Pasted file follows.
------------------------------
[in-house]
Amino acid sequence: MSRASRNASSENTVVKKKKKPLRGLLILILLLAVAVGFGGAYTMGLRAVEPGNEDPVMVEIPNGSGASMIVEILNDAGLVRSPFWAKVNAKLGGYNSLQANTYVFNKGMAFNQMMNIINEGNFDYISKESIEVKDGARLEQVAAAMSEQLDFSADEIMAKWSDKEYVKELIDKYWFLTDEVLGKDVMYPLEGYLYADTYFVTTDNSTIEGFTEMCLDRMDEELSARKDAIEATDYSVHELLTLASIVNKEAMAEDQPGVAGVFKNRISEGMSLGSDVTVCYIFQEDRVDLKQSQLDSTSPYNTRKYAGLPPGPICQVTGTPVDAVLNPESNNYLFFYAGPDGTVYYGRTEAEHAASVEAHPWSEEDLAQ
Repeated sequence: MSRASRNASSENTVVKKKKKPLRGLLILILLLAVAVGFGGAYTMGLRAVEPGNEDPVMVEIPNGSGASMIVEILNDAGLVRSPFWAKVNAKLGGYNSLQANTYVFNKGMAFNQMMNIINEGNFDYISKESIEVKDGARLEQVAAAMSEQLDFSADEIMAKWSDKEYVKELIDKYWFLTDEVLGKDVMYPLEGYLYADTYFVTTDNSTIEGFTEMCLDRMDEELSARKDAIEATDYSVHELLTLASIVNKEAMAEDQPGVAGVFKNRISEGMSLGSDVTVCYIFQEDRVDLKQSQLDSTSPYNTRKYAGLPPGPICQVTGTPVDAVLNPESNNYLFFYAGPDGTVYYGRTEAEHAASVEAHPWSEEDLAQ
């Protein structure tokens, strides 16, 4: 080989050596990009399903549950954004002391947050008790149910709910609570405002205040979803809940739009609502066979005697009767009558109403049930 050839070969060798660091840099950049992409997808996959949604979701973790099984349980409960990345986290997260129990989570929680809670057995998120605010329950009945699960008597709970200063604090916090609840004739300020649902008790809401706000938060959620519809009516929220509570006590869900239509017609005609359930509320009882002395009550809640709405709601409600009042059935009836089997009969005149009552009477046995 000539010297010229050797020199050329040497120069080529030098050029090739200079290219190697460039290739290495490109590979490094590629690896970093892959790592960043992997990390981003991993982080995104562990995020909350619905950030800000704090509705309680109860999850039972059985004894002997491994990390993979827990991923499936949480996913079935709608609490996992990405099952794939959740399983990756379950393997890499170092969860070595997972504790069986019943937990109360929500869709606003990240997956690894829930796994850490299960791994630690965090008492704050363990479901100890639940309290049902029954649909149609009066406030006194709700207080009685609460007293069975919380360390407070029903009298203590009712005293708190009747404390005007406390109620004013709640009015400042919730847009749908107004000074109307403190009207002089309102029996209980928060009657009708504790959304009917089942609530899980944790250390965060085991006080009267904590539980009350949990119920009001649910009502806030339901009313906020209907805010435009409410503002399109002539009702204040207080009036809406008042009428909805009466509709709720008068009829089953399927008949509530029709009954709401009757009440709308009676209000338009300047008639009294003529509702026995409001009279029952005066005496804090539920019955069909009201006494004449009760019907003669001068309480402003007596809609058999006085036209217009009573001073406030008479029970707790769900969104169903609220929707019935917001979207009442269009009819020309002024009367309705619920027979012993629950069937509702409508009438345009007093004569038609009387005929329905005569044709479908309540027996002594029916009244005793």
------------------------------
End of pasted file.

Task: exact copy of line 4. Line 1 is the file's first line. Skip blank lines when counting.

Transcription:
């Protein structure tokens, strides 16, 4: 080989050596990009399903549950954004002391947050008790149910709910609570405002205040979803809940739009609502066979005697009767009558109403049930 050839070969060798660091840099950049992409997808996959949604979701973790099984349980409960990345986290997260129990989570929680809670057995998120605010329950009945699960008597709970200063604090916090609840004739300020649902008790809401706000938060959620519809009516929220509570006590869900239509017609005609359930509320009882002395009550809640709405709601409600009042059935009836089997009969005149009552009477046995 000539010297010229050797020199050329040497120069080529030098050029090739200079290219190697460039290739290495490109590979490094590629690896970093892959790592960043992997990390981003991993982080995104562990995020909350619905950030800000704090509705309680109860999850039972059985004894002997491994990390993979827990991923499936949480996913079935709608609490996992990405099952794939959740399983990756379950393997890499170092969860070595997972504790069986019943937990109360929500869709606003990240997956690894829930796994850490299960791994630690965090008492704050363990479901100890639940309290049902029954649909149609009066406030006194709700207080009685609460007293069975919380360390407070029903009298203590009712005293708190009747404390005007406390109620004013709640009015400042919730847009749908107004000074109307403190009207002089309102029996209980928060009657009708504790959304009917089942609530899980944790250390965060085991006080009267904590539980009350949990119920009001649910009502806030339901009313906020209907805010435009409410503002399109002539009702204040207080009036809406008042009428909805009466509709709720008068009829089953399927008949509530029709009954709401009757009440709308009676209000338009300047008639009294003529509702026995409001009279029952005066005496804090539920019955069909009201006494004449009760019907003669001068309480402003007596809609058999006085036209217009009573001073406030008479029970707790769900969104169903609220929707019935917001979207009442269009009819020309002024009367309705619920027979012993629950069937509702409508009438345009007093004569038609009387005929329905005569044709479908309540027996002594029916009244005793």